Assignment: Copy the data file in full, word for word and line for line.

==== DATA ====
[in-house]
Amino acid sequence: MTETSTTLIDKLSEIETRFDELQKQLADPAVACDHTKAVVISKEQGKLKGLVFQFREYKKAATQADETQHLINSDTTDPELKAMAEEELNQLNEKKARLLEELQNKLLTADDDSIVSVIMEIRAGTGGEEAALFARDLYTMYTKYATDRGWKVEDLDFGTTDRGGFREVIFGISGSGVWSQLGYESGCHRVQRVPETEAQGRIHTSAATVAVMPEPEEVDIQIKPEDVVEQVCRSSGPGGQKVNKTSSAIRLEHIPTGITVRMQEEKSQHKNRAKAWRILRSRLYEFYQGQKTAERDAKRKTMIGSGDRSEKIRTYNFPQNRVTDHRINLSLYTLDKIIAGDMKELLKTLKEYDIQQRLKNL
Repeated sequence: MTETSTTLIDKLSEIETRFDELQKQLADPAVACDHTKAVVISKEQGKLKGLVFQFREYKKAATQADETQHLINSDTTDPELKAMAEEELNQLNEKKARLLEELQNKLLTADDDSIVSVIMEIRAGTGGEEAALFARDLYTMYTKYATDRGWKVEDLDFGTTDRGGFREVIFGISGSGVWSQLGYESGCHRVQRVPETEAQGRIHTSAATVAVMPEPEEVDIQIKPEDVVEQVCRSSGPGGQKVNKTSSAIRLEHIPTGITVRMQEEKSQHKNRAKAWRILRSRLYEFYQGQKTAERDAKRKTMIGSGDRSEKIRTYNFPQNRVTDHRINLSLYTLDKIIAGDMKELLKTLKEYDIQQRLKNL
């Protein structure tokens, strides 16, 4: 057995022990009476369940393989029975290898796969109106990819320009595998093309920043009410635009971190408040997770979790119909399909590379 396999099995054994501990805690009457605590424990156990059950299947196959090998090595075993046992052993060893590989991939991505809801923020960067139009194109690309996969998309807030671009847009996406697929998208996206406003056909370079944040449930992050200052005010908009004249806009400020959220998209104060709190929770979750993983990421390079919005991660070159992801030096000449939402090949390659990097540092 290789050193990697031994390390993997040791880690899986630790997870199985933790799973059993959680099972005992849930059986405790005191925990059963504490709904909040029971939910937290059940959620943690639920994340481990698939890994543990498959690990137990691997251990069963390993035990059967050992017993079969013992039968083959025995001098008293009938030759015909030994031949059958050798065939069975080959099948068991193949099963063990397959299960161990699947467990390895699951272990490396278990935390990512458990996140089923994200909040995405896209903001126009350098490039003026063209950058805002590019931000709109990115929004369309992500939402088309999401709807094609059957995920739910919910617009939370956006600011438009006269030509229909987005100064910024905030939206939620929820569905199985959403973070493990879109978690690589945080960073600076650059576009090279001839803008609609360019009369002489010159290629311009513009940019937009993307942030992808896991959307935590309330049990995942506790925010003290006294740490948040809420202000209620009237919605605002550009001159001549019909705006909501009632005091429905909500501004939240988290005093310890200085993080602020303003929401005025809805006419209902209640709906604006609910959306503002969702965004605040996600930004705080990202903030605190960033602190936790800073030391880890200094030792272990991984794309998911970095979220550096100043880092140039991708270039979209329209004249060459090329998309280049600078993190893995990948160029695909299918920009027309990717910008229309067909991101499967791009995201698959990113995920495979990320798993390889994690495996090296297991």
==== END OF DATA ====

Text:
[in-house]
Amino acid sequence: MTETSTTLIDKLSEIETRFDELQKQLADPAVACDHTKAVVISKEQGKLKGLVFQFREYKKAATQADETQHLINSDTTDPELKAMAEEELNQLNEKKARLLEELQNKLLTADDDSIVSVIMEIRAGTGGEEAALFARDLYTMYTKYATDRGWKVEDLDFGTTDRGGFREVIFGISGSGVWSQLGYESGCHRVQRVPETEAQGRIHTSAATVAVMPEPEEVDIQIKPEDVVEQVCRSSGPGGQKVNKTSSAIRLEHIPTGITVRMQEEKSQHKNRAKAWRILRSRLYEFYQGQKTAERDAKRKTMIGSGDRSEKIRTYNFPQNRVTDHRINLSLYTLDKIIAGDMKELLKTLKEYDIQQRLKNL
Repeated sequence: MTETSTTLIDKLSEIETRFDELQKQLADPAVACDHTKAVVISKEQGKLKGLVFQFREYKKAATQADETQHLINSDTTDPELKAMAEEELNQLNEKKARLLEELQNKLLTADDDSIVSVIMEIRAGTGGEEAALFARDLYTMYTKYATDRGWKVEDLDFGTTDRGGFREVIFGISGSGVWSQLGYESGCHRVQRVPETEAQGRIHTSAATVAVMPEPEEVDIQIKPEDVVEQVCRSSGPGGQKVNKTSSAIRLEHIPTGITVRMQEEKSQHKNRAKAWRILRSRLYEFYQGQKTAERDAKRKTMIGSGDRSEKIRTYNFPQNRVTDHRINLSLYTLDKIIAGDMKELLKTLKEYDIQQRLKNL
């Protein structure tokens, strides 16, 4: 057995022990009476369940393989029975290898796969109106990819320009595998093309920043009410635009971190408040997770979790119909399909590379 396999099995054994501990805690009457605590424990156990059950299947196959090998090595075993046992052993060893590989991939991505809801923020960067139009194109690309996969998309807030671009847009996406697929998208996206406003056909370079944040449930992050200052005010908009004249806009400020959220998209104060709190929770979750993983990421390079919005991660070159992801030096000449939402090949390659990097540092 290789050193990697031994390390993997040791880690899986630790997870199985933790799973059993959680099972005992849930059986405790005191925990059963504490709904909040029971939910937290059940959620943690639920994340481990698939890994543990498959690990137990691997251990069963390993035990059967050992017993079969013992039968083959025995001098008293009938030759015909030994031949059958050798065939069975080959099948068991193949099963063990397959299960161990699947467990390895699951272990490396278990935390990512458990996140089923994200909040995405896209903001126009350098490039003026063209950058805002590019931000709109990115929004369309992500939402088309999401709807094609059957995920739910919910617009939370956006600011438009006269030509229909987005100064910024905030939206939620929820569905199985959403973070493990879109978690690589945080960073600076650059576009090279001839803008609609360019009369002489010159290629311009513009940019937009993307942030992808896991959307935590309330049990995942506790925010003290006294740490948040809420202000209620009237919605605002550009001159001549019909705006909501009632005091429905909500501004939240988290005093310890200085993080602020303003929401005025809805006419209902209640709906604006609910959306503002969702965004605040996600930004705080990202903030605190960033602190936790800073030391880890200094030792272990991984794309998911970095979220550096100043880092140039991708270039979209329209004249060459090329998309280049600078993190893995990948160029695909299918920009027309990717910008229309067909991101499967791009995201698959990113995920495979990320798993390889994690495996090296297991």